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Liebell on Dover, science and education

Abstract: Although the debate over teaching evolution in public schools is not new, the discussion changed significantly with the introduction of intelligent design. Unlike creationism, intelligent design does not ground itself in any biblical tradition or reject all evolutionary change. Instead, intelligent design claims that Darwin’s theory of evolution – particularly natural selection and random mutation – cannot account for the complexity and beauty of life, and, therefore, there must be an “intelligent designer” responsible for the creation of living organisms. In 2004, a small, predominantly Christian, white, and economically modest school district in Dover, Pennsylvania passed a mandate requiring biology teachers to read a statement to their ninth graders. When the teachers refused, administrators cautioned students that Darwin’s theory of evolution was a “theory” and there were gaps in the evidence. A text was available in the school library – Of Pandas and People – that presented a different approach to human development: intelligent design. The reading of the statement was challenged by eleven families on the grounds that it violated the First Amendment’s ban on the establishment of religion. The U.S. District Court’s ruling – that the statement did violate the establishment clause – has been understood by the media, public officials, and academics as a triumph for secularism and science over religion and fundamentalism.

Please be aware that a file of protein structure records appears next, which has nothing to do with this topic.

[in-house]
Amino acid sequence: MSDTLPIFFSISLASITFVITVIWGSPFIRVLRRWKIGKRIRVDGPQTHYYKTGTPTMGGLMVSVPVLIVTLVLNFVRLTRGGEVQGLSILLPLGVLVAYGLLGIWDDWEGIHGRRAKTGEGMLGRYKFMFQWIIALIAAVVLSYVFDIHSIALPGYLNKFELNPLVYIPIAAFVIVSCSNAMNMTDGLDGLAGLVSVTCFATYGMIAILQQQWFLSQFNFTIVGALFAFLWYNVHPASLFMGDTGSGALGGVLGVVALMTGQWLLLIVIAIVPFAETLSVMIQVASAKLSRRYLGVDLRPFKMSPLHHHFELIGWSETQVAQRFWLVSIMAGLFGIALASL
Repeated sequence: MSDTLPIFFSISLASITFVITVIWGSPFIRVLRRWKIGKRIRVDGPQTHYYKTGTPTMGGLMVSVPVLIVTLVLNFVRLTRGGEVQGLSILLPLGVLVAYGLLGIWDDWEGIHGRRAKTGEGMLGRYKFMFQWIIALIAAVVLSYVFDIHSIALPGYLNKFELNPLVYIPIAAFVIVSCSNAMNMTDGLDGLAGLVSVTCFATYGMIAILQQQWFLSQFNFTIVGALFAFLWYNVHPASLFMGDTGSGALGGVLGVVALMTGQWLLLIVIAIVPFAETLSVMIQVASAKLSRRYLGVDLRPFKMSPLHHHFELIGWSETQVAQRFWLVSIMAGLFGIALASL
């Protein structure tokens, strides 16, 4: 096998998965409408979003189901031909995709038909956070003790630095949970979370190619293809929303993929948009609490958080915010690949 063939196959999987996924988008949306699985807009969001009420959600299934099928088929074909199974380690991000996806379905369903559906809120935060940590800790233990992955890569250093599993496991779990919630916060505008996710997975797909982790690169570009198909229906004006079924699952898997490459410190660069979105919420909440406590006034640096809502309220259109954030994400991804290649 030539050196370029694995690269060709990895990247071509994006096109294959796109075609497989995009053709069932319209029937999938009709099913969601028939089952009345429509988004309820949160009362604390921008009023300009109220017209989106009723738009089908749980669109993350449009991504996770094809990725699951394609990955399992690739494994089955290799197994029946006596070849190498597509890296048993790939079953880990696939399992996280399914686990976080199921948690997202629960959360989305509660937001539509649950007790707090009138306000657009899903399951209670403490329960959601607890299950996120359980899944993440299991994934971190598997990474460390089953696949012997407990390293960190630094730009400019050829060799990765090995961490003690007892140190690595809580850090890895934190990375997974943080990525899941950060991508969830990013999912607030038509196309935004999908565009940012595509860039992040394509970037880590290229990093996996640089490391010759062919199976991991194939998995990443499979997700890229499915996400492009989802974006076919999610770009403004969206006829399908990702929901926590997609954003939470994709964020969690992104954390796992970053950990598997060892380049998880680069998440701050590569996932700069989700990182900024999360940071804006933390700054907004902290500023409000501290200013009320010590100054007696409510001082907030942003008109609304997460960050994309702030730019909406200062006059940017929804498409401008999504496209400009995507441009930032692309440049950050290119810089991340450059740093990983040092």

Susan Liebell (2007), Rethinking Dover: The Role of Science and Education in Liberal Society, unpublished paper. Available here.

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